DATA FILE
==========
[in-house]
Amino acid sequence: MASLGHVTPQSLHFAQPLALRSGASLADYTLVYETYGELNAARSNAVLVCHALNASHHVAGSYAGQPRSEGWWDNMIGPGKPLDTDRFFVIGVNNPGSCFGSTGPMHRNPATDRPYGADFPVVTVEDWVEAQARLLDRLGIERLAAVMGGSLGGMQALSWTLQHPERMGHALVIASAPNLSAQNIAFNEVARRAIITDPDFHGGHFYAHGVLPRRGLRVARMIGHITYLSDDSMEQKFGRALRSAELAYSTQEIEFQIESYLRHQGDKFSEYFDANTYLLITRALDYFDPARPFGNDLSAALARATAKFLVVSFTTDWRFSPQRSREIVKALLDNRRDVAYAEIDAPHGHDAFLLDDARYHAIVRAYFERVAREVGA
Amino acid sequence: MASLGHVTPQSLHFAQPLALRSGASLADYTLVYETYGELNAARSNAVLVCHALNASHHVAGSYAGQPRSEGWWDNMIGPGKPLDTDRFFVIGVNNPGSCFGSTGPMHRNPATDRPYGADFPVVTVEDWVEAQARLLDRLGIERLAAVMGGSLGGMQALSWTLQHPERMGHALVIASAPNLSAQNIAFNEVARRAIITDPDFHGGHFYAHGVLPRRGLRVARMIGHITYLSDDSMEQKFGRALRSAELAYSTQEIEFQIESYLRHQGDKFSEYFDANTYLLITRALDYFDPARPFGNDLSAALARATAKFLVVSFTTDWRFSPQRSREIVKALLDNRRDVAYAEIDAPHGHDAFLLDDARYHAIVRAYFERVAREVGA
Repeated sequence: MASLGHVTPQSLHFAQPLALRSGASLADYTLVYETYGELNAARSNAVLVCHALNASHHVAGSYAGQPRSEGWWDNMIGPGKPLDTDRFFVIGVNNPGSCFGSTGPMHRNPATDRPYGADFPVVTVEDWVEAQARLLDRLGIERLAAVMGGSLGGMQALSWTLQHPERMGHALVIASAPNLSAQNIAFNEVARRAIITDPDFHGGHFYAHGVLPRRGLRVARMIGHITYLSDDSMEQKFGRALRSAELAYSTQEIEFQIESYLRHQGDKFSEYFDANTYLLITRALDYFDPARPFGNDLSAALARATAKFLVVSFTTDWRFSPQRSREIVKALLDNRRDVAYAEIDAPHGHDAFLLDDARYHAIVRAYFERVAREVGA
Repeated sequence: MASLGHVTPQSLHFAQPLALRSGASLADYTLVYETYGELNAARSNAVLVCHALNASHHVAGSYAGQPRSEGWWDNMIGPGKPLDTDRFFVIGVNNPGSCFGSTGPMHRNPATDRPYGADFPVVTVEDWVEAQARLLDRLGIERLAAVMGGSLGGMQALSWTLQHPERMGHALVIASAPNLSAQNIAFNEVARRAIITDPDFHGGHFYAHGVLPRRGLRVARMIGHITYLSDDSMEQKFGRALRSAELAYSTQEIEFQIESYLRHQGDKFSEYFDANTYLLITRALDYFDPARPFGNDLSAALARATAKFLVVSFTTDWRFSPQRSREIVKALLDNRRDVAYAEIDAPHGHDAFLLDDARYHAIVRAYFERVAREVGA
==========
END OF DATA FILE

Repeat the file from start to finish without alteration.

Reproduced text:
[in-house]
Amino acid sequence: MASLGHVTPQSLHFAQPLALRSGASLADYTLVYETYGELNAARSNAVLVCHALNASHHVAGSYAGQPRSEGWWDNMIGPGKPLDTDRFFVIGVNNPGSCFGSTGPMHRNPATDRPYGADFPVVTVEDWVEAQARLLDRLGIERLAAVMGGSLGGMQALSWTLQHPERMGHALVIASAPNLSAQNIAFNEVARRAIITDPDFHGGHFYAHGVLPRRGLRVARMIGHITYLSDDSMEQKFGRALRSAELAYSTQEIEFQIESYLRHQGDKFSEYFDANTYLLITRALDYFDPARPFGNDLSAALARATAKFLVVSFTTDWRFSPQRSREIVKALLDNRRDVAYAEIDAPHGHDAFLLDDARYHAIVRAYFERVAREVGA
Amino acid sequence: MASLGHVTPQSLHFAQPLALRSGASLADYTLVYETYGELNAARSNAVLVCHALNASHHVAGSYAGQPRSEGWWDNMIGPGKPLDTDRFFVIGVNNPGSCFGSTGPMHRNPATDRPYGADFPVVTVEDWVEAQARLLDRLGIERLAAVMGGSLGGMQALSWTLQHPERMGHALVIASAPNLSAQNIAFNEVARRAIITDPDFHGGHFYAHGVLPRRGLRVARMIGHITYLSDDSMEQKFGRALRSAELAYSTQEIEFQIESYLRHQGDKFSEYFDANTYLLITRALDYFDPARPFGNDLSAALARATAKFLVVSFTTDWRFSPQRSREIVKALLDNRRDVAYAEIDAPHGHDAFLLDDARYHAIVRAYFERVAREVGA
Repeated sequence: MASLGHVTPQSLHFAQPLALRSGASLADYTLVYETYGELNAARSNAVLVCHALNASHHVAGSYAGQPRSEGWWDNMIGPGKPLDTDRFFVIGVNNPGSCFGSTGPMHRNPATDRPYGADFPVVTVEDWVEAQARLLDRLGIERLAAVMGGSLGGMQALSWTLQHPERMGHALVIASAPNLSAQNIAFNEVARRAIITDPDFHGGHFYAHGVLPRRGLRVARMIGHITYLSDDSMEQKFGRALRSAELAYSTQEIEFQIESYLRHQGDKFSEYFDANTYLLITRALDYFDPARPFGNDLSAALARATAKFLVVSFTTDWRFSPQRSREIVKALLDNRRDVAYAEIDAPHGHDAFLLDDARYHAIVRAYFERVAREVGA
Repeated sequence: MASLGHVTPQSLHFAQPLALRSGASLADYTLVYETYGELNAARSNAVLVCHALNASHHVAGSYAGQPRSEGWWDNMIGPGKPLDTDRFFVIGVNNPGSCFGSTGPMHRNPATDRPYGADFPVVTVEDWVEAQARLLDRLGIERLAAVMGGSLGGMQALSWTLQHPERMGHALVIASAPNLSAQNIAFNEVARRAIITDPDFHGGHFYAHGVLPRRGLRVARMIGHITYLSDDSMEQKFGRALRSAELAYSTQEIEFQIESYLRHQGDKFSEYFDANTYLLITRALDYFDPARPFGNDLSAALARATAKFLVVSFTTDWRFSPQRSREIVKALLDNRRDVAYAEIDAPHGHDAFLLDDARYHAIVRAYFERVAREVGA